• November 1, 2021
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Ethiopia bans broadcasting of foreign news on local media

Ethiopia bans broadcasting of foreign news on local media

Ethiopia’s media authority on Friday ordered a local radio and TV broadcaster to cease sharing foreign news reports.

A letter from the Ethiopian Media Authority, issued to Ahadu Radio and TV (Ahadu RTV), said the station could no longer air coverage provided by international news agencies via satellite.

Ahadu RTV is an affiliate of Voice of America, which is the predominant source for its international coverage.

The letter, written in Amharic and viewed by VOA’s Africa Division, provided no specific reason for the ban or a timeframe for how long it would stay in place, saying only that the “station was acting outside its goals of the establishment.”

Several other stations received the same order, according to Eskinder Frew, a journalist in Addis Ababa who contributes to VOA.

Ethiopia has issued orders or suspended licenses for various media groups and expelled at least one foreign journalist in the past year, often on accusations that the news outlets were legitimizing terrorist groups, a reference to the Tigray People’s Liberation Front.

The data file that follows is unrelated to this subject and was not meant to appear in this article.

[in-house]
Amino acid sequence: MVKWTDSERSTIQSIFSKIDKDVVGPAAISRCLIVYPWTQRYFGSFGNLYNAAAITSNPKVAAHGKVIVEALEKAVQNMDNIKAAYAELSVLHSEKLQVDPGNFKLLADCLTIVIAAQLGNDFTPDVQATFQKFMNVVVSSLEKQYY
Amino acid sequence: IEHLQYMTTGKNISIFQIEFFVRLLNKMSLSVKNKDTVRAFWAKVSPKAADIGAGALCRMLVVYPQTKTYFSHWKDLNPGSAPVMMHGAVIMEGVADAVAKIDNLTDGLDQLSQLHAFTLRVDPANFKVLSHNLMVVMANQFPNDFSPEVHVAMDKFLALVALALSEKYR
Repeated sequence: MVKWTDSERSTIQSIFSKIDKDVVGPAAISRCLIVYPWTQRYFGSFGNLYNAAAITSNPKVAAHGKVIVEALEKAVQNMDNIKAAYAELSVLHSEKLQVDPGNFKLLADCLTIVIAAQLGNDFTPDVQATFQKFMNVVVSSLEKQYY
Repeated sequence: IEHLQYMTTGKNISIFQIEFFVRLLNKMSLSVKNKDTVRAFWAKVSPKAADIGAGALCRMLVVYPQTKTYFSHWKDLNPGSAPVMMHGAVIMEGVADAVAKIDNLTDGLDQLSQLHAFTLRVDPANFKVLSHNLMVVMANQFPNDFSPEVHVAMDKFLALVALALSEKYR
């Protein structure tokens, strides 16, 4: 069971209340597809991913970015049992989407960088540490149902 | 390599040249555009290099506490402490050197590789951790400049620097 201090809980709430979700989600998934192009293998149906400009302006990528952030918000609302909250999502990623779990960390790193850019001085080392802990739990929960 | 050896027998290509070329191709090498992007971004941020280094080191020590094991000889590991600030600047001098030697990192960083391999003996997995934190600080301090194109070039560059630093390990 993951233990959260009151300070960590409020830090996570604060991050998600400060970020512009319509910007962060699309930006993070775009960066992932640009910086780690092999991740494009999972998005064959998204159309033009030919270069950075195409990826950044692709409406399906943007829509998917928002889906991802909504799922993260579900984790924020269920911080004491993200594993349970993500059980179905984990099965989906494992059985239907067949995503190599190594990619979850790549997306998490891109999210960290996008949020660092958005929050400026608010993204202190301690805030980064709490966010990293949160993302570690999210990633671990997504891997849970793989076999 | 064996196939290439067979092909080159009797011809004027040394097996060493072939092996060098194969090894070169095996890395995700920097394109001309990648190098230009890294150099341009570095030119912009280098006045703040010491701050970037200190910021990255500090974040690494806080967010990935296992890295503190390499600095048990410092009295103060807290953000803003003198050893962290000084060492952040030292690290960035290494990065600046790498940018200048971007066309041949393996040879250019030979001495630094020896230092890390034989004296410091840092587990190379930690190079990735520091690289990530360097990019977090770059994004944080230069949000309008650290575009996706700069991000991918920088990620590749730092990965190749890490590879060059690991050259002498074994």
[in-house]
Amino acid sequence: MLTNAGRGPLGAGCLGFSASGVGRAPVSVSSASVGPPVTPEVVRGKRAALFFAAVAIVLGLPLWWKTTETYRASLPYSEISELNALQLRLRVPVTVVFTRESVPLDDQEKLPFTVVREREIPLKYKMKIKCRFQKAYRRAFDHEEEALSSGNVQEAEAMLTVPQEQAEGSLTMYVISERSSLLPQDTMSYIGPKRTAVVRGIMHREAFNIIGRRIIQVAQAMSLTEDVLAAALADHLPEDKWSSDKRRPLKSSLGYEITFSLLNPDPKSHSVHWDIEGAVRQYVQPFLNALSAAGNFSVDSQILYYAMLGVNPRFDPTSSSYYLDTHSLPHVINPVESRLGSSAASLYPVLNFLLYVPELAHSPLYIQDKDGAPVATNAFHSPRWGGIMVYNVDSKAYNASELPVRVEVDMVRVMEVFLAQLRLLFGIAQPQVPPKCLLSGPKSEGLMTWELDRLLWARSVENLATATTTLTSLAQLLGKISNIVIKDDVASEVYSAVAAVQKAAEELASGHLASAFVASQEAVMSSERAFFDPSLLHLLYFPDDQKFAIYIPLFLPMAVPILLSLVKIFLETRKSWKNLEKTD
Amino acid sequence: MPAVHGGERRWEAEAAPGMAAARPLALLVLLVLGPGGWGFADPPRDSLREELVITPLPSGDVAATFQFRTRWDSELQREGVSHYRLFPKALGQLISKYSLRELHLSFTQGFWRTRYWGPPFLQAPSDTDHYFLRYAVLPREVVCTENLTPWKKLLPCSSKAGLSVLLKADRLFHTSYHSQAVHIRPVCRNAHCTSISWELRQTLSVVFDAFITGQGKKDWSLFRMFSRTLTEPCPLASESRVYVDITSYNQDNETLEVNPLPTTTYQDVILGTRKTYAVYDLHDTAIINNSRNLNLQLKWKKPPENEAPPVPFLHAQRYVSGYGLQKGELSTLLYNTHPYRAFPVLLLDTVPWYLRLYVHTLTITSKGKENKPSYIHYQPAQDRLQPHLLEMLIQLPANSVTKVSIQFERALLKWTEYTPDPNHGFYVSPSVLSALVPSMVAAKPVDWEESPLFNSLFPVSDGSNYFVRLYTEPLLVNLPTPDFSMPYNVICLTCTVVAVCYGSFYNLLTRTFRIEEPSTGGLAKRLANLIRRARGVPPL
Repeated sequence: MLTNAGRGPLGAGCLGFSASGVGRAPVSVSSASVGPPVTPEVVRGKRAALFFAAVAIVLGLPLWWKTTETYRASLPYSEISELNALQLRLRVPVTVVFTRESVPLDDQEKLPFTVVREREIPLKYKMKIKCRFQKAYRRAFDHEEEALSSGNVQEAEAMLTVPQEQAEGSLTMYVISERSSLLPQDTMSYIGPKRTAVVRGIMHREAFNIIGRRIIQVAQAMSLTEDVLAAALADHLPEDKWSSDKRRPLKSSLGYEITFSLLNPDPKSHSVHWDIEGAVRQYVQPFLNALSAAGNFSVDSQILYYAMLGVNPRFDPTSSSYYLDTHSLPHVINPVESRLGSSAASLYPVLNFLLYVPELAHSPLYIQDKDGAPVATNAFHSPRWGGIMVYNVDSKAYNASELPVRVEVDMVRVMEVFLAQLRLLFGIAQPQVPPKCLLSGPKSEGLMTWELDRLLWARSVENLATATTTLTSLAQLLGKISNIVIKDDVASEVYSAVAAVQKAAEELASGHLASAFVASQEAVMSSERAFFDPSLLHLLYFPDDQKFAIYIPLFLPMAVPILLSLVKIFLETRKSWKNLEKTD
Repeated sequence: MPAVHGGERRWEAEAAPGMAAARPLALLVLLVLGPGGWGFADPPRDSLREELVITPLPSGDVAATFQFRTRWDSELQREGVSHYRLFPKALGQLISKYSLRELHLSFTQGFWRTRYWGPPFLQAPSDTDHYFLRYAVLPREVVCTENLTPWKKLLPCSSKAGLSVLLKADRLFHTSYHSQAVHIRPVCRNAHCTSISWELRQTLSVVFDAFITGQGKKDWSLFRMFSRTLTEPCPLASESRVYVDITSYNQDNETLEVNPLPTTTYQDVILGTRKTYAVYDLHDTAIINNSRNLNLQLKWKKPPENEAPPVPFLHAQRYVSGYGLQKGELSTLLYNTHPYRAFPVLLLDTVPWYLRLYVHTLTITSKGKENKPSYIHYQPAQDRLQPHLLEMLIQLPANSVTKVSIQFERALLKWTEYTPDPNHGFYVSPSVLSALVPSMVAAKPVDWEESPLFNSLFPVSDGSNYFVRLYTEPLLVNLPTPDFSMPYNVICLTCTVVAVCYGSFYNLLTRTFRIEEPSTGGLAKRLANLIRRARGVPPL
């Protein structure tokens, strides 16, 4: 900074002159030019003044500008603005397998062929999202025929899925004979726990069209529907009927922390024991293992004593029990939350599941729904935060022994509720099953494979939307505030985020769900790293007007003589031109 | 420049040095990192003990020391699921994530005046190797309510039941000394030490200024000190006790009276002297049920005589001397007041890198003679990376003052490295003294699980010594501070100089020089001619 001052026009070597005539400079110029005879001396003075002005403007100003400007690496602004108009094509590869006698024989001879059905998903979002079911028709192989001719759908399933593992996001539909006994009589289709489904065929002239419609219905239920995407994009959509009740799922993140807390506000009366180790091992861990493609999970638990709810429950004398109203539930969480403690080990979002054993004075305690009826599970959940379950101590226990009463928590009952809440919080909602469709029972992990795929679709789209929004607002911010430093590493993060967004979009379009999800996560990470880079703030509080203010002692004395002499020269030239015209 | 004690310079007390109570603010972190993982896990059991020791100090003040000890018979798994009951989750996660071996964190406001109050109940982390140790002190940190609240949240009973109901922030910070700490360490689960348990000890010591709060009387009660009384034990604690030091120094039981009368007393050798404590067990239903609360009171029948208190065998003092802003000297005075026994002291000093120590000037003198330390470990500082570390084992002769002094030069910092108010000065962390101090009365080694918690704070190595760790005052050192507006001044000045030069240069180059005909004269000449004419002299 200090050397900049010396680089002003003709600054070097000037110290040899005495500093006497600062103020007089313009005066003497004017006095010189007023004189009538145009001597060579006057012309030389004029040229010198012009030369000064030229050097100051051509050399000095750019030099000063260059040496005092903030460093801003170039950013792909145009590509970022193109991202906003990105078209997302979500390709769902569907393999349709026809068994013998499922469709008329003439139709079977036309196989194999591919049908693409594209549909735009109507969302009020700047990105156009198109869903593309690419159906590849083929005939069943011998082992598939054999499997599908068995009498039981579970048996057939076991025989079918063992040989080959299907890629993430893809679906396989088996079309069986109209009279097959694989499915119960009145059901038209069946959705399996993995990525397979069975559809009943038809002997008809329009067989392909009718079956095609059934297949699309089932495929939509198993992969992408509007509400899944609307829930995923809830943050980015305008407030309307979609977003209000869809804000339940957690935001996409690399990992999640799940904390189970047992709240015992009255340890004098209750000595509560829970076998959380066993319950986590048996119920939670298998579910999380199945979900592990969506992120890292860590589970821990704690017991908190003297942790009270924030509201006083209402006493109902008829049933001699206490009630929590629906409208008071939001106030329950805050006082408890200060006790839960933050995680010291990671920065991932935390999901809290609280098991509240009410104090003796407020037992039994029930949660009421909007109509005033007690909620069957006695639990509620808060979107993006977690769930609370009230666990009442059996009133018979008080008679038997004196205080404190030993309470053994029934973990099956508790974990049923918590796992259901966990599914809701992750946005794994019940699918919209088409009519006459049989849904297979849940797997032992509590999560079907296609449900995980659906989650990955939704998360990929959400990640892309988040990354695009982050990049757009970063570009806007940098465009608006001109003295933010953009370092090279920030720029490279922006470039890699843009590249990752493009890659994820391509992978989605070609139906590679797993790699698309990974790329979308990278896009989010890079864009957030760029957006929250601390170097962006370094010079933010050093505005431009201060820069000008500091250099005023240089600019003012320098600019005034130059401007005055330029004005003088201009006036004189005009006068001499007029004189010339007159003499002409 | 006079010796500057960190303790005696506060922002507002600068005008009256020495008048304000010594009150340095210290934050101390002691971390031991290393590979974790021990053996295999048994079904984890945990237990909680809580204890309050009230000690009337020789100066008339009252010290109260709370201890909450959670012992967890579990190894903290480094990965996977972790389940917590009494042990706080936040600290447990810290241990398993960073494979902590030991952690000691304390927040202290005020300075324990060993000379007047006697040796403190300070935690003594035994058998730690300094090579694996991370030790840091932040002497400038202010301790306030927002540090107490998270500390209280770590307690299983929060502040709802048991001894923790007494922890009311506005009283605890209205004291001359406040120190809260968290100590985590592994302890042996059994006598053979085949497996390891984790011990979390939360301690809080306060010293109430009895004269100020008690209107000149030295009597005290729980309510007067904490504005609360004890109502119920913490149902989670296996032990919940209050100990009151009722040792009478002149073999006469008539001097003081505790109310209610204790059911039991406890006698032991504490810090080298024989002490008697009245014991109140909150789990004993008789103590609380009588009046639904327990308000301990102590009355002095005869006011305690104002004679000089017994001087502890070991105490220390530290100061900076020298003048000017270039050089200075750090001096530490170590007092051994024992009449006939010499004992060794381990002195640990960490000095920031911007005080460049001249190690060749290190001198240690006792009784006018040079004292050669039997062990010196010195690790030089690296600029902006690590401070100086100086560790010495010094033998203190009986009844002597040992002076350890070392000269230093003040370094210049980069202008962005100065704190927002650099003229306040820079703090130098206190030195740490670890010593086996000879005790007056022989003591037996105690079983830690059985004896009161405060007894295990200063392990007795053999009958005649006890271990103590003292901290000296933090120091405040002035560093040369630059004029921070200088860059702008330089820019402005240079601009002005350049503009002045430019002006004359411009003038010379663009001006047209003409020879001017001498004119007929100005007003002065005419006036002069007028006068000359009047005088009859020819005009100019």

Ethiopian federal forces and the TPLF have been fighting in Ethiopia’s northern Tigray region since November 2020.

In July, the media regulator suspended the license of the Addis Standard, which led to the news outlet’s suspension of operations.

The regulator said it was investigating complaints that the Addis Standard was publishing content that posed a threat to national security, the Committee to Protect Journalists said at the time.

That same month, authorities arrested about 20 journalists from two independent broadcasters.

Media analysts including Reporters Without Borders told VOA in July that the arrests were likely connected to the media coverage of the federal government and the conflict in Tigray.

VOA sent requests for comment late Friday to Ethiopia’s embassy in Washington and to the Ethiopian Media Authority. As of publication, neither had responded.

The media regulator said in its letter Friday that broadcasters must operate “according to the terms and obligations they agreed upon … to inform, educate and entertain the public.”

Ahadu RTV however, “has been rebroadcasting the Voice of America contents via satellite link, abandoning its objective.”

VOA expressed disappointment at the order Friday and called on the Ethiopian Media Authority to reconsider its decision.

“The Voice of America strictly adheres to the principles of accurate, balanced and comprehensive journalism. Our content addresses issues important to the people of Ethiopia,” acting director Yolanda Lόpez said in a statement.

“The order restricts the free flow of information to the citizens of Ethiopia and undermines press freedom. It sends a chilling message to all journalists in the country.”

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